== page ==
Economic Forecasters Predict a Strong 2022 . . . Mostly


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The success of any marketing plan depends largely on how well it accounts for the business and economic conditions that exist when the plan is executed. Therefore, as marketing leaders develop their plans for 2022, it's vital that they assess what the economic environment is likely to be next year.

This assessment should include an analysis of several macroeconomic indicators and industry-level data. At the macro level, most marketing leaders need to assess expected levels of economic growth, unemployment, consumer spending, business investment and inflation. At the industry level, they should focus on the economic factors that will or may impact demand for their company's products or services.

Several organizations have recently released economic forecasts that cover all or part of 2022, and I'll describe some of these predictions in this post. All of the forecasts discussed here are regularly updated, so marketers should check them often to ensure they are working with the latest economic outlooks.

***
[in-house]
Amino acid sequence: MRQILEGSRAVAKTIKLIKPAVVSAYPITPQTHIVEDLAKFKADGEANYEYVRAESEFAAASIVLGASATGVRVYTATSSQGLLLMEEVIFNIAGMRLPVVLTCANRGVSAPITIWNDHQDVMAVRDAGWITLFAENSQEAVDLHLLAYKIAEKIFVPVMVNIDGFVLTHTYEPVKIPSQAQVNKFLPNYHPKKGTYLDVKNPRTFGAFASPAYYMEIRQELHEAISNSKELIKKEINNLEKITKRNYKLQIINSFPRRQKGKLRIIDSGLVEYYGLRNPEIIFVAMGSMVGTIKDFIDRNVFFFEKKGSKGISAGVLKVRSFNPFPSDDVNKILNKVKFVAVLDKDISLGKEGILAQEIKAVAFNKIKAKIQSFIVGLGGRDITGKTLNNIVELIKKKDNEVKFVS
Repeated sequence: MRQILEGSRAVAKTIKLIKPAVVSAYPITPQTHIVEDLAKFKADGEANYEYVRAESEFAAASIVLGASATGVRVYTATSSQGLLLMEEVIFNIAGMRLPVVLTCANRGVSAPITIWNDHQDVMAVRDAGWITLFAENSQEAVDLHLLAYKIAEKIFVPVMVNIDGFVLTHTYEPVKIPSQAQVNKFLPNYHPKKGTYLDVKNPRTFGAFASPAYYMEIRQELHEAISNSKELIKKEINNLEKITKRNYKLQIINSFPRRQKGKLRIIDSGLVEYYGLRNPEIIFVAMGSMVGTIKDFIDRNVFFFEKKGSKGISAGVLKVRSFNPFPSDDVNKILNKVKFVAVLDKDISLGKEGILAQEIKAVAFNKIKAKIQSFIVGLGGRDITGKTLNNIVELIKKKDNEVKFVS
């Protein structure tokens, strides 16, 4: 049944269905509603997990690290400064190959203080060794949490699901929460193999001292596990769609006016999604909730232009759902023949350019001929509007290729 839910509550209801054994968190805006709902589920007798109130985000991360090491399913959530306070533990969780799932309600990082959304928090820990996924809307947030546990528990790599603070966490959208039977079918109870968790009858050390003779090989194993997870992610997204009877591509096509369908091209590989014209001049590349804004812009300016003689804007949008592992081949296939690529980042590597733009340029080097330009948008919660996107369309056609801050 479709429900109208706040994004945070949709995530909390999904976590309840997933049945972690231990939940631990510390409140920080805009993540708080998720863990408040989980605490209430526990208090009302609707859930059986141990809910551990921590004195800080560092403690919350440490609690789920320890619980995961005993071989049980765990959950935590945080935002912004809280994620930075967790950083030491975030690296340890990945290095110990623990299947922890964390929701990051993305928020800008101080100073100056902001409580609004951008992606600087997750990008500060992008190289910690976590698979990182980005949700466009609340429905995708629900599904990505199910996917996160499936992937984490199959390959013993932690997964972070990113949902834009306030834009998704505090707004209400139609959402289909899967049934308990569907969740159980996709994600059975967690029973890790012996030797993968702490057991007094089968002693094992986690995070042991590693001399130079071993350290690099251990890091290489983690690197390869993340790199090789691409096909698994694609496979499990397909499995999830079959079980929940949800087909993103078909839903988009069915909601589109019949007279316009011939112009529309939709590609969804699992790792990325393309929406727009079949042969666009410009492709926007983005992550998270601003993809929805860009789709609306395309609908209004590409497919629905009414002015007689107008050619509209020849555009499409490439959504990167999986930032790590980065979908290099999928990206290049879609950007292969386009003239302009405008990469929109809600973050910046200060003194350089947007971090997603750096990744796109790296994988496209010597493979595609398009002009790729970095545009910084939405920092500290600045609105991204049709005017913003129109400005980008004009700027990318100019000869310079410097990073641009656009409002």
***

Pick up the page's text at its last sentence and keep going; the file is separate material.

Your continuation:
Real GDP Growth

Most economists and other forecasters now expect the overall U.S. economy to experience above-average growth in 2022. In September, U.S. Federal Reserve Board members and Federal Reserve Bank presidents predicted that U.S. real GDP will increase by 3.8% next year (mean of individual forecasts). In October, The Conference Board also estimated that real GDP will grow 3.8% in 2022. 

Several Wall Street economists tracked by CNBC and Moody's Analytics are predicting GDP growth of 3.9% in 2022 (average of individual forecasts).

To put these forecasts in perspective, many economists believe that the maximum sustainable growth rate of the U.S. economy (measured by real GDP) is 2% - 3%.


The U.S. unemployment rate has fallen dramatically since the pandemic high of 14.7% in April 2020. Last month, it stood at 4.6%, according to the U.S. Bureau of Labor Statistics.